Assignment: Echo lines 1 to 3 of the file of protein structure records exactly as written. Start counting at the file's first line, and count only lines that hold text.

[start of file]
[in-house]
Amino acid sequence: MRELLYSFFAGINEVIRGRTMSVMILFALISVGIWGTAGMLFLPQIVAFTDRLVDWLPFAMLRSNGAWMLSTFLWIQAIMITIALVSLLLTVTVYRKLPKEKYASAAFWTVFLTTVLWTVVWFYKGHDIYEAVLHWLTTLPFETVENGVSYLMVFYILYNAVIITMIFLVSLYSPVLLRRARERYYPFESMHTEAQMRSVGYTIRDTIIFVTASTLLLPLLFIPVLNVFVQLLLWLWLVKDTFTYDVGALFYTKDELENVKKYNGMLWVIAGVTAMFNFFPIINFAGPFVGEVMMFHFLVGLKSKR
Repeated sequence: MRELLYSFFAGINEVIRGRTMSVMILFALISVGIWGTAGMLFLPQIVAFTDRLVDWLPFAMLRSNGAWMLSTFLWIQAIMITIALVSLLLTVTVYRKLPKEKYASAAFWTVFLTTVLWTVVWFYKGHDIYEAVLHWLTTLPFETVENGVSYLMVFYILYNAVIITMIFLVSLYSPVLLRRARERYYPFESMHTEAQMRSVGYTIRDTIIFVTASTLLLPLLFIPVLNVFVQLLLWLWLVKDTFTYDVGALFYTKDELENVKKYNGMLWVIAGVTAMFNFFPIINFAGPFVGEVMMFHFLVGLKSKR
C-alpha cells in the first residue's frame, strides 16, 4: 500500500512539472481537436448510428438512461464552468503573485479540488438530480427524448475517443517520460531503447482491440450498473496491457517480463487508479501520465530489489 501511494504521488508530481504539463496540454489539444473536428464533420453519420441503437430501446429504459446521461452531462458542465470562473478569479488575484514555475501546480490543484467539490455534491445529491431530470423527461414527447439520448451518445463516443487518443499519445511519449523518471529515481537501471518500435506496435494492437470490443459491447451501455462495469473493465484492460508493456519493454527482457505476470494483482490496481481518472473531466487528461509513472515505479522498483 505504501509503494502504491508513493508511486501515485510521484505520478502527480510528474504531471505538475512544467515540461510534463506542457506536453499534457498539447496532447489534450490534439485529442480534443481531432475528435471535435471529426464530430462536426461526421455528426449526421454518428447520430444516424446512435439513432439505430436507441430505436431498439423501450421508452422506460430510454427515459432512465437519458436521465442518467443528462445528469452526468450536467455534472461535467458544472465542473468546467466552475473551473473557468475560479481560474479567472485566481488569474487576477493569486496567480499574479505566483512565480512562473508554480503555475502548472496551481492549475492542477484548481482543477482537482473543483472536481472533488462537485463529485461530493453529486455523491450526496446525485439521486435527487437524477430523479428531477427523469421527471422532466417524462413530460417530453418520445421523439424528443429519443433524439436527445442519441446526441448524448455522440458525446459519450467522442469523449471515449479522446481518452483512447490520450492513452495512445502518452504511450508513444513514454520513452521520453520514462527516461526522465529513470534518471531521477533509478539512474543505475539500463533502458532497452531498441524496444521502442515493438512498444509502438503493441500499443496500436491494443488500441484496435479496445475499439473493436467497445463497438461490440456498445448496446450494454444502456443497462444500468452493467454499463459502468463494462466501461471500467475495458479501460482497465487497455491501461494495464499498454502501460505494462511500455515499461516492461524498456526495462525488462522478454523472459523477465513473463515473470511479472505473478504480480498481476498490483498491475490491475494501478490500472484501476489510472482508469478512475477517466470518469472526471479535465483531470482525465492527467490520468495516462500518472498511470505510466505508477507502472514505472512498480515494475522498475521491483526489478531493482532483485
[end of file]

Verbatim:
[in-house]
Amino acid sequence: MRELLYSFFAGINEVIRGRTMSVMILFALISVGIWGTAGMLFLPQIVAFTDRLVDWLPFAMLRSNGAWMLSTFLWIQAIMITIALVSLLLTVTVYRKLPKEKYASAAFWTVFLTTVLWTVVWFYKGHDIYEAVLHWLTTLPFETVENGVSYLMVFYILYNAVIITMIFLVSLYSPVLLRRARERYYPFESMHTEAQMRSVGYTIRDTIIFVTASTLLLPLLFIPVLNVFVQLLLWLWLVKDTFTYDVGALFYTKDELENVKKYNGMLWVIAGVTAMFNFFPIINFAGPFVGEVMMFHFLVGLKSKR
Repeated sequence: MRELLYSFFAGINEVIRGRTMSVMILFALISVGIWGTAGMLFLPQIVAFTDRLVDWLPFAMLRSNGAWMLSTFLWIQAIMITIALVSLLLTVTVYRKLPKEKYASAAFWTVFLTTVLWTVVWFYKGHDIYEAVLHWLTTLPFETVENGVSYLMVFYILYNAVIITMIFLVSLYSPVLLRRARERYYPFESMHTEAQMRSVGYTIRDTIIFVTASTLLLPLLFIPVLNVFVQLLLWLWLVKDTFTYDVGALFYTKDELENVKKYNGMLWVIAGVTAMFNFFPIINFAGPFVGEVMMFHFLVGLKSKR